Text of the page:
THE BAD STUFF

At 139 minutes, DIVERGENT suffers badly from glacial pacing while the story -- adapted by Evan Daugherty and Vanessa Taylor -- feels bland and noticeably lack of sheer urgency needed for this kind of dystopian-thriller genre. Then there's the drab vision of dystopian Chicago which feels like a cheap-looking, B-grade movie. Overall technical credits here are disappointingly mediocre, while all the action sequences here (from fistfights to extended shootouts during the climactic finale) falls flat on the surface. It doesn't help either when the action is mostly ruined by shaky camera-work.

To top that off, it's a surprise that Neil Burger's previous directing credits, such as the magic-themed period drama THE ILLUSIONIST (2006) and mystery thriller LIMITLESS (2011), who has a knack for showing versatility when tackling different genres, seems to be clueless directing DIVERGENT. I was shocked to see his direction here is terribly pedestrian and dare I say, lifeless as well.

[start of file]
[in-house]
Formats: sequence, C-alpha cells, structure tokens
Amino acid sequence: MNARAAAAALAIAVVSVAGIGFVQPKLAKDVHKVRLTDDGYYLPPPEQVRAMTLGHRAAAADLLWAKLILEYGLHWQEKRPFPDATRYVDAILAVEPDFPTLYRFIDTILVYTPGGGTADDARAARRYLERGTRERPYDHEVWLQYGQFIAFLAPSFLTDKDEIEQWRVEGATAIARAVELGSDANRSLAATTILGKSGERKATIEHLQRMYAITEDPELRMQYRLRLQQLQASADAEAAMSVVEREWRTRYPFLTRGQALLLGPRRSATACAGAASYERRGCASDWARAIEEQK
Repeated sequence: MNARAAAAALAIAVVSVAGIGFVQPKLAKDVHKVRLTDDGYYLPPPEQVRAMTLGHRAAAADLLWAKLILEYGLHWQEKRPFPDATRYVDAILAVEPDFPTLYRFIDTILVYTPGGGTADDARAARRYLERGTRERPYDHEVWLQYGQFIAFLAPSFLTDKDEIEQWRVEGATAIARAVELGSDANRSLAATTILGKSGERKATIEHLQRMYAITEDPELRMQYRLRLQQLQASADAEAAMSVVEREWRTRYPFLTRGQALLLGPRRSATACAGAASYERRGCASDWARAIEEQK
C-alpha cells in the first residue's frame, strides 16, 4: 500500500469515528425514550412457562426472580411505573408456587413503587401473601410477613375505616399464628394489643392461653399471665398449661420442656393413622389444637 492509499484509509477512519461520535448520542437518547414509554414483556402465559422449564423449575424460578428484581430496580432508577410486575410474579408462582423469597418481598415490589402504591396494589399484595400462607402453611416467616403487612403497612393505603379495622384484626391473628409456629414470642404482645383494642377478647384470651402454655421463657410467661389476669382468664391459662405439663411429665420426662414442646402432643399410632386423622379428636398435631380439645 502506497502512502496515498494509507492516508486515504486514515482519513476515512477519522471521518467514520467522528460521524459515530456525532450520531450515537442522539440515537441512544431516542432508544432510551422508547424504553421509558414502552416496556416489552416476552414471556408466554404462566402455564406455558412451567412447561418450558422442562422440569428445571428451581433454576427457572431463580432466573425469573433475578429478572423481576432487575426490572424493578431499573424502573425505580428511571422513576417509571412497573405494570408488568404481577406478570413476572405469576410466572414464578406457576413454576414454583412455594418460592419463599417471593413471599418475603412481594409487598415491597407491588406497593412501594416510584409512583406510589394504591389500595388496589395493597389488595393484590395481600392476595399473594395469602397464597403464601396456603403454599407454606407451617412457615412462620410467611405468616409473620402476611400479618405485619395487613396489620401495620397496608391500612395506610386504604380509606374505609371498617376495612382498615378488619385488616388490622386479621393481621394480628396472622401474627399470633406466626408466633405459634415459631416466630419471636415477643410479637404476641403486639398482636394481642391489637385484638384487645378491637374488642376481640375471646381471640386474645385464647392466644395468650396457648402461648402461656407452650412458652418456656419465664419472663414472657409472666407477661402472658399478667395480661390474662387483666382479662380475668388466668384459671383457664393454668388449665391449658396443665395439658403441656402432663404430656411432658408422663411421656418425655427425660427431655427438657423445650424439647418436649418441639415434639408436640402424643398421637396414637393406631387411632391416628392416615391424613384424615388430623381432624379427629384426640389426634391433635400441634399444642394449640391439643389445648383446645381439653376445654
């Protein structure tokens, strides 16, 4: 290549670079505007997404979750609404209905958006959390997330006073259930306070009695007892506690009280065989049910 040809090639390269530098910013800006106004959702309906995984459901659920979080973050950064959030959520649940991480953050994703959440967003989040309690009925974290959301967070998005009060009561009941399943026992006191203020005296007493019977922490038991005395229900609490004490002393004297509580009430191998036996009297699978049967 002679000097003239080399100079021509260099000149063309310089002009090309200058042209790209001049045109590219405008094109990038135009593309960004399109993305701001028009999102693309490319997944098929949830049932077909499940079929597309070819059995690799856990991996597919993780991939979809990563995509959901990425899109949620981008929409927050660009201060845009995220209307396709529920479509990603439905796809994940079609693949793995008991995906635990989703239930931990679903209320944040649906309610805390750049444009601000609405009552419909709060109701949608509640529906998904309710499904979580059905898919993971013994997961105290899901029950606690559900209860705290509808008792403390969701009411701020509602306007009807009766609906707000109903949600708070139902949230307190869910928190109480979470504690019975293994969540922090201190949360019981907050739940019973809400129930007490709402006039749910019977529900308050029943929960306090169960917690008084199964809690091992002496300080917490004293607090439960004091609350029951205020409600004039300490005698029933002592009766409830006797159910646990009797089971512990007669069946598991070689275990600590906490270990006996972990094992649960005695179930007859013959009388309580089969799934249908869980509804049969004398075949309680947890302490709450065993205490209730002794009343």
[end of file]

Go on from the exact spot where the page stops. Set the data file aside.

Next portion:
FINAL WORDS

Overall, DIVERGENT is a waste of opportunity and a weak start to a potentially exciting new movie franchise. Hopefully, the subsequent two sequels (INSURGENT and ALLEGIANT) will show some improvements in the future.
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9/10
A taut and engaging sequel that cleverly mixes comic-book sensibility with political-thriller undertones.
29 March 2014
Warning: Spoilers
When news broke out that 2011's CAPTAIN America: THE FIRST AVENGER director Joe Johnston did not return for the sequel and replaced by Anthony and Joe Russo instead, I felt skeptical at first. After all, we are talking about these directors whose previous directing experiences consisted of *gulp* comedies including 2002's WELCOME TO COLLINWOOD, 2006's YOU, ME AND DUPREE and TV's Community. It's definitely a very odd choice to choose such filmmakers for tackling a blockbuster movie that is seemingly out of their leagues. But upon finally watching the sequel in the cinema, I was really surprised that the Russo brothers are unexpectedly the right choice for CAPTAIN America: THE WINTER SOLDIER. Better yet, this sequel is noticeably more improved than the first movie.

WHAT IS IT ALL ABOUT?